If you've ever wondered why there are so many JFK assassination conspiracy theories, and why they refuse to die, I recommend you read James Piereson's article in the WSJ.
Immediately after the assassination, leading journalists and political figures insisted that the president was a victim of a "climate of hate" in Dallas and across the nation seeded by racial bigots, the Ku Klux Klan, fundamentalist ministers and anticommunist zealots.Sounds familiar.
Syndicated newspaper columnist Drew Pearson wrote that JFK was the victim of a "hate drive." Sen. Mike Mansfield, in a eulogy, attributed the assassination to "bigotry, hatred, and prejudice."All pretty standard, so far.
For his part, President Lyndon Johnson saw that his job as national leader was to supply meaning to the tragedy. "John Kennedy had died," he said later, "but his cause was not really clear. I had to take the dead man's program and turn it into a martyr's cause."
On the international front, Johnson feared a dangerous escalation of tensions with the Soviet Union.
Ironically, U.S. leaders adopted a line similar to the one pushed by the Soviet Union and communist groups around the world. They likewise blamed the "far right" for the assassination. A Soviet spokesman said that, "Senator [ Barry ] Goldwater and other extremists on the right could not escape moral responsibility for the president's death."What was the truth, then?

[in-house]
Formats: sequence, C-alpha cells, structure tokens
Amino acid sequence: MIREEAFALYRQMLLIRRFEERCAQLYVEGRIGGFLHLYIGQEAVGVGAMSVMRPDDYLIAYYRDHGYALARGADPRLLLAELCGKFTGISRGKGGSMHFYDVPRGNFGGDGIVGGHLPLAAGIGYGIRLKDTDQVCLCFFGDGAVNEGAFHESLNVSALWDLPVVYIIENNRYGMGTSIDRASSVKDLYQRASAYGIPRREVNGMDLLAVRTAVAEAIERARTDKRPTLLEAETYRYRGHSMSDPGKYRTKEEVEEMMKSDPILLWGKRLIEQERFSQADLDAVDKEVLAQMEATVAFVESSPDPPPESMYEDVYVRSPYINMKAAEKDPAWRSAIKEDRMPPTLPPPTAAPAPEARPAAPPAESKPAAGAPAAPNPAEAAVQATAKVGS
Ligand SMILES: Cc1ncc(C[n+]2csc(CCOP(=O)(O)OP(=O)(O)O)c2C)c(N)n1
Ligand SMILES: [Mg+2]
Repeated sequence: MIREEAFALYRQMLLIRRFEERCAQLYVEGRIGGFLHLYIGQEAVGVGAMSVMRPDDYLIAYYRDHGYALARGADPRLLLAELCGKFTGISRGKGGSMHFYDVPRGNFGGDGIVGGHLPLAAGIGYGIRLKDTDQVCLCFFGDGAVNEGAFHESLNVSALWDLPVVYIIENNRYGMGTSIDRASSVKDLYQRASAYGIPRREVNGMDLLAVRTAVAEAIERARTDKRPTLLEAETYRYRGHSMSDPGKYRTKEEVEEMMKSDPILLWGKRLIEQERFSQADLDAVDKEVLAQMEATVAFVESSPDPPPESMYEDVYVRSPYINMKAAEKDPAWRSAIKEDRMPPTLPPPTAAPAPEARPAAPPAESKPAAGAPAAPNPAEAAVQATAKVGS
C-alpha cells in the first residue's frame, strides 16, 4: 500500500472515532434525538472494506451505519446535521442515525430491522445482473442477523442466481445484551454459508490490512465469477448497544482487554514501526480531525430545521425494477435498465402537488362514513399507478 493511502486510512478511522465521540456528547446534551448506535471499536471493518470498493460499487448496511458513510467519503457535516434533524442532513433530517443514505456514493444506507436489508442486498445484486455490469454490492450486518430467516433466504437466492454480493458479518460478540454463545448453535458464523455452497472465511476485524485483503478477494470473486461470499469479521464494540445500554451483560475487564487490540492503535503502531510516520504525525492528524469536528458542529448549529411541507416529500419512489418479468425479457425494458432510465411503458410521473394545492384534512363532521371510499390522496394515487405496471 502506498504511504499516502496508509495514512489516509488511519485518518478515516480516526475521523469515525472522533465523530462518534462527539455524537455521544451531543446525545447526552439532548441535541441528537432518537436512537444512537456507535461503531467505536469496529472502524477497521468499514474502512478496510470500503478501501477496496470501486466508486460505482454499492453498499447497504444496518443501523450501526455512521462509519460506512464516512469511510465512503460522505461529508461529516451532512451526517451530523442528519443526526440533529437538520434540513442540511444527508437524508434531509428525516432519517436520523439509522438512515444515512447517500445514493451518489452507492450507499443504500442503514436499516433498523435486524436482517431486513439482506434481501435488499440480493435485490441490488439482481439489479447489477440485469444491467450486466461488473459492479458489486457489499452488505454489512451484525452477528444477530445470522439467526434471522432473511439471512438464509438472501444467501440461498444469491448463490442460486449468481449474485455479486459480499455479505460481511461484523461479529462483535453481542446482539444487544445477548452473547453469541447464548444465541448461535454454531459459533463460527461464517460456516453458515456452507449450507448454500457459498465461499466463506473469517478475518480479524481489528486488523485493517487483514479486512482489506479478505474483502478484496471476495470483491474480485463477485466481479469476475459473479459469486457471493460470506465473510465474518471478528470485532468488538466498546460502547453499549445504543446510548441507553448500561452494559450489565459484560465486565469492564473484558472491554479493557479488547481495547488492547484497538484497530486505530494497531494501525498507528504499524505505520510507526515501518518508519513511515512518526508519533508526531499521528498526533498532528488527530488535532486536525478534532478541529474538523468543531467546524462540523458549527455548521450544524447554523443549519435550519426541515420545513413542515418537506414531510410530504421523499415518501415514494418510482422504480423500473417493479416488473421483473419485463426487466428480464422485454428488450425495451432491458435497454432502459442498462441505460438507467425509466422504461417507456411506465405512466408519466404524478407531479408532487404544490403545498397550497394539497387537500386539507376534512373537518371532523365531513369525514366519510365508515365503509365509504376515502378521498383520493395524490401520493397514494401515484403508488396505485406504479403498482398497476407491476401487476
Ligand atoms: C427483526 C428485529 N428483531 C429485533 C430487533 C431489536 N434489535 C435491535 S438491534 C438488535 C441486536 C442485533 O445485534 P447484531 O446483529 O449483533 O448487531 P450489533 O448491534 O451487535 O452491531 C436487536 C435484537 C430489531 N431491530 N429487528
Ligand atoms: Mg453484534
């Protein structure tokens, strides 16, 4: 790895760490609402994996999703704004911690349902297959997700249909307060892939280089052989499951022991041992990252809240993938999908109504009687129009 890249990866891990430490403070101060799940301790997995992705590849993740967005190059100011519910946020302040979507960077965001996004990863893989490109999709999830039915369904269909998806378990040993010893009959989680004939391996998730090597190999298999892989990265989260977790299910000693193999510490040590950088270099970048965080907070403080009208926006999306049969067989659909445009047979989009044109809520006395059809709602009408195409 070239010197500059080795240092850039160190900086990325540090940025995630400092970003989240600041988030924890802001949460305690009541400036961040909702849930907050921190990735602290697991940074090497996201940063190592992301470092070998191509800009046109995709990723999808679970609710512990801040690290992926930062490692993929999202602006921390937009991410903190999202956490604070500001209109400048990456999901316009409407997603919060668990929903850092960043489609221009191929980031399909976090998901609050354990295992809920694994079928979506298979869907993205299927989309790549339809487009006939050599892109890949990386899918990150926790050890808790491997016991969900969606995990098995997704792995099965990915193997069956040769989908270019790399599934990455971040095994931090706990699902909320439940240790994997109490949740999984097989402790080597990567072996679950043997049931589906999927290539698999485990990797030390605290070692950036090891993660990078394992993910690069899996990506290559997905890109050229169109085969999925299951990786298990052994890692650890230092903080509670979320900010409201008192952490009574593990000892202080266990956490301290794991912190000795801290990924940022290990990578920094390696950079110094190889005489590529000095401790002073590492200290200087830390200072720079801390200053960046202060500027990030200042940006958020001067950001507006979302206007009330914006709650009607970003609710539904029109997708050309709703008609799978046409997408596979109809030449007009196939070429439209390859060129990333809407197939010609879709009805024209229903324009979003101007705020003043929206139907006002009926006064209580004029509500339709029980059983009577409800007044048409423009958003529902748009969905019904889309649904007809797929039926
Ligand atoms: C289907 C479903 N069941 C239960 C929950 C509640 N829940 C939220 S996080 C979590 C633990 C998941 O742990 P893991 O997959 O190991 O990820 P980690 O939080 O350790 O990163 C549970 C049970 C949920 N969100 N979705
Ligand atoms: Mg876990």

The assassin was a communist and not a bigot or a right-winger. Oswald defected from the U.S. to the Soviet Union in 1959, vowing when he did so that he could no longer live under a capitalist system. He returned to the U.S. with his Russian wife in 1962, disappointed with life under Soviet communism but without giving up his Marxist beliefs or his hatred of the U.S. By 1963, Oswald had transferred his political allegiance to Castro's communist regime in Cuba.
The assassin's motives for shooting Kennedy were undoubtedly linked to a wish to interfere with the president's campaign to overthrow Castro's government.That explains why Stone would make a film like JFK. Stone, like Oswald, is an admirer of, and apologist for Castro and Communism in general - as long as he doesn't have to live under its jackboot heel.
Stone clearly has trouble with the fact that his fellow ideologue (Oswald) murdered one of Stone's heroes (JFK) to protect and avenge another of Stone's heroes (Castro). That kind of cognitive dissonance can drive anyone crazy.